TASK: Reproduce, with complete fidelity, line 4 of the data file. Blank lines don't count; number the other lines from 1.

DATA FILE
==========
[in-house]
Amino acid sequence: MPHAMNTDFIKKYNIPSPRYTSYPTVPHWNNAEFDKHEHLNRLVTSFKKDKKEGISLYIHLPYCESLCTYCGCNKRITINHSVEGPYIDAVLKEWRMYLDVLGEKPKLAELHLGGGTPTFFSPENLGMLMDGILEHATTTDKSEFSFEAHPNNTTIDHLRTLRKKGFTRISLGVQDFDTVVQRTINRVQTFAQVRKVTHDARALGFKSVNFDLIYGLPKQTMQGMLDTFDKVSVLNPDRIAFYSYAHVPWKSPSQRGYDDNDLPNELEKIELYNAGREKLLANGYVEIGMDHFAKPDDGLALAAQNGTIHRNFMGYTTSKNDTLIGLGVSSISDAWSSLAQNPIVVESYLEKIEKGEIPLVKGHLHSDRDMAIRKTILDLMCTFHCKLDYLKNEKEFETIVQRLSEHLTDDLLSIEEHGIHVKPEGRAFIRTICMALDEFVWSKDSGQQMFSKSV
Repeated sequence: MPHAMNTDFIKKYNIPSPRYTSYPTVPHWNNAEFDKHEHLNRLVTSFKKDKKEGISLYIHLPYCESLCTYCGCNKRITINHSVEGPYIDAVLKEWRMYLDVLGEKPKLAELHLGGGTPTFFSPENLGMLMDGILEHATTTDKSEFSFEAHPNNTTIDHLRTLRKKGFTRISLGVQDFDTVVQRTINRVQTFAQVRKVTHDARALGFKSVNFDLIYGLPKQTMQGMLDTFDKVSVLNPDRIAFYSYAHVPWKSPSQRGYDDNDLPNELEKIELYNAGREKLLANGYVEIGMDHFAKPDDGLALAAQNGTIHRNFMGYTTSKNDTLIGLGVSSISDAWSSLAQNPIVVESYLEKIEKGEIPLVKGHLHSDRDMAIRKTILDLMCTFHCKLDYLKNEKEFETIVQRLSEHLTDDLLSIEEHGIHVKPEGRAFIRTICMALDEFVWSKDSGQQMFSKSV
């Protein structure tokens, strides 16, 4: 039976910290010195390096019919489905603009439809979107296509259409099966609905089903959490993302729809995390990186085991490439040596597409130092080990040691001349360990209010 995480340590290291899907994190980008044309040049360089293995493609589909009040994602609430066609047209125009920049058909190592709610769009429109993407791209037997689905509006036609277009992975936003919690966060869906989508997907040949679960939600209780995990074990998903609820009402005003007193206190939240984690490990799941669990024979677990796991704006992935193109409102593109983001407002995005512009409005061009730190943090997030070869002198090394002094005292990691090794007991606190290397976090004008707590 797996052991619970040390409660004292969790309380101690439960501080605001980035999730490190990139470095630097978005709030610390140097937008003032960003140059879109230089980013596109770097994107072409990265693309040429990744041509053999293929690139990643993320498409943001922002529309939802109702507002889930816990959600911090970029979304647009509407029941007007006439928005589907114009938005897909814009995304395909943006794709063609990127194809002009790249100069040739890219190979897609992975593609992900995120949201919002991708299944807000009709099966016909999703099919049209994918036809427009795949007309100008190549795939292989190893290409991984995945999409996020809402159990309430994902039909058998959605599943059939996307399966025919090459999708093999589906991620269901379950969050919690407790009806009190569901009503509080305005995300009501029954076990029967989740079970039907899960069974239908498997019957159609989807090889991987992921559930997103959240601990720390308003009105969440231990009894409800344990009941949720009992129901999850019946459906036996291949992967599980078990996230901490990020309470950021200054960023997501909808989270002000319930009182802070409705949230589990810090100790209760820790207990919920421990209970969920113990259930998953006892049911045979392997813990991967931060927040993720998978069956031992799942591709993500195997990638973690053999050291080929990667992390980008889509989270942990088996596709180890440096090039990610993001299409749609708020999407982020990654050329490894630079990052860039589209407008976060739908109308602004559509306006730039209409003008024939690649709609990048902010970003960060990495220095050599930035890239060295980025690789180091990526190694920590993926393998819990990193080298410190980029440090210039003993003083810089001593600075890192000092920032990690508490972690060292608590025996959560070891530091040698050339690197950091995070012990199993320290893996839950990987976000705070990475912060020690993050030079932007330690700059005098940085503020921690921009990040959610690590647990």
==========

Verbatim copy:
């Protein structure tokens, strides 16, 4: 039976910290010195390096019919489905603009439809979107296509259409099966609905089903959490993302729809995390990186085991490439040596597409130092080990040691001349360990209010 995480340590290291899907994190980008044309040049360089293995493609589909009040994602609430066609047209125009920049058909190592709610769009429109993407791209037997689905509006036609277009992975936003919690966060869906989508997907040949679960939600209780995990074990998903609820009402005003007193206190939240984690490990799941669990024979677990796991704006992935193109409102593109983001407002995005512009409005061009730190943090997030070869002198090394002094005292990691090794007991606190290397976090004008707590 797996052991619970040390409660004292969790309380101690439960501080605001980035999730490190990139470095630097978005709030610390140097937008003032960003140059879109230089980013596109770097994107072409990265693309040429990744041509053999293929690139990643993320498409943001922002529309939802109702507002889930816990959600911090970029979304647009509407029941007007006439928005589907114009938005897909814009995304395909943006794709063609990127194809002009790249100069040739890219190979897609992975593609992900995120949201919002991708299944807000009709099966016909999703099919049209994918036809427009795949007309100008190549795939292989190893290409991984995945999409996020809402159990309430994902039909058998959605599943059939996307399966025919090459999708093999589906991620269901379950969050919690407790009806009190569901009503509080305005995300009501029954076990029967989740079970039907899960069974239908498997019957159609989807090889991987992921559930997103959240601990720390308003009105969440231990009894409800344990009941949720009992129901999850019946459906036996291949992967599980078990996230901490990020309470950021200054960023997501909808989270002000319930009182802070409705949230589990810090100790209760820790207990919920421990209970969920113990259930998953006892049911045979392997813990991967931060927040993720998978069956031992799942591709993500195997990638973690053999050291080929990667992390980008889509989270942990088996596709180890440096090039990610993001299409749609708020999407982020990654050329490894630079990052860039589209407008976060739908109308602004559509306006730039209409003008024939690649709609990048902010970003960060990495220095050599930035890239060295980025690789180091990526190694920590993926393998819990990193080298410190980029440090210039003993003083810089001593600075890192000092920032990690508490972690060292608590025996959560070891530091040698050339690197950091995070012990199993320290893996839950990987976000705070990475912060020690993050030079932007330690700059005098940085503020921690921009990040959610690590647990």